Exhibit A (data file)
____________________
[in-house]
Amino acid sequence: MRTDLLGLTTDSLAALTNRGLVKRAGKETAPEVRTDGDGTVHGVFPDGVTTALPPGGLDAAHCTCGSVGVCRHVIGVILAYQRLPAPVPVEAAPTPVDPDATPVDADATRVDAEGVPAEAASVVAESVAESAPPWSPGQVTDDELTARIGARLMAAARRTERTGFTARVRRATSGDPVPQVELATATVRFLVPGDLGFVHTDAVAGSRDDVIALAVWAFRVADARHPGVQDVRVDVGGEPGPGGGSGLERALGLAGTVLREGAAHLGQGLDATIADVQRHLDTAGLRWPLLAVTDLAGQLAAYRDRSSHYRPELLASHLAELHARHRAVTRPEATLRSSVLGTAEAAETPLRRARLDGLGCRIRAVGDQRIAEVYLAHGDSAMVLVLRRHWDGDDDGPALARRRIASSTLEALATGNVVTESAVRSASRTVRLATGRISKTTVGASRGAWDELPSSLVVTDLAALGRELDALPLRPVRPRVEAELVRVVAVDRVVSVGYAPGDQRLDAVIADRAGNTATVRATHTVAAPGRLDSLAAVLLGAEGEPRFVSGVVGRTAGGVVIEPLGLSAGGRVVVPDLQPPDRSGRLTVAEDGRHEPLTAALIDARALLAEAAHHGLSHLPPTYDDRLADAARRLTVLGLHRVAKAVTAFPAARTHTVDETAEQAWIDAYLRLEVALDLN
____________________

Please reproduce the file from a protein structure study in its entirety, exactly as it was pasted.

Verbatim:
[in-house]
Amino acid sequence: MRTDLLGLTTDSLAALTNRGLVKRAGKETAPEVRTDGDGTVHGVFPDGVTTALPPGGLDAAHCTCGSVGVCRHVIGVILAYQRLPAPVPVEAAPTPVDPDATPVDADATRVDAEGVPAEAASVVAESVAESAPPWSPGQVTDDELTARIGARLMAAARRTERTGFTARVRRATSGDPVPQVELATATVRFLVPGDLGFVHTDAVAGSRDDVIALAVWAFRVADARHPGVQDVRVDVGGEPGPGGGSGLERALGLAGTVLREGAAHLGQGLDATIADVQRHLDTAGLRWPLLAVTDLAGQLAAYRDRSSHYRPELLASHLAELHARHRAVTRPEATLRSSVLGTAEAAETPLRRARLDGLGCRIRAVGDQRIAEVYLAHGDSAMVLVLRRHWDGDDDGPALARRRIASSTLEALATGNVVTESAVRSASRTVRLATGRISKTTVGASRGAWDELPSSLVVTDLAALGRELDALPLRPVRPRVEAELVRVVAVDRVVSVGYAPGDQRLDAVIADRAGNTATVRATHTVAAPGRLDSLAAVLLGAEGEPRFVSGVVGRTAGGVVIEPLGLSAGGRVVVPDLQPPDRSGRLTVAEDGRHEPLTAALIDARALLAEAAHHGLSHLPPTYDDRLADAARRLTVLGLHRVAKAVTAFPAARTHTVDETAEQAWIDAYLRLEVALDLN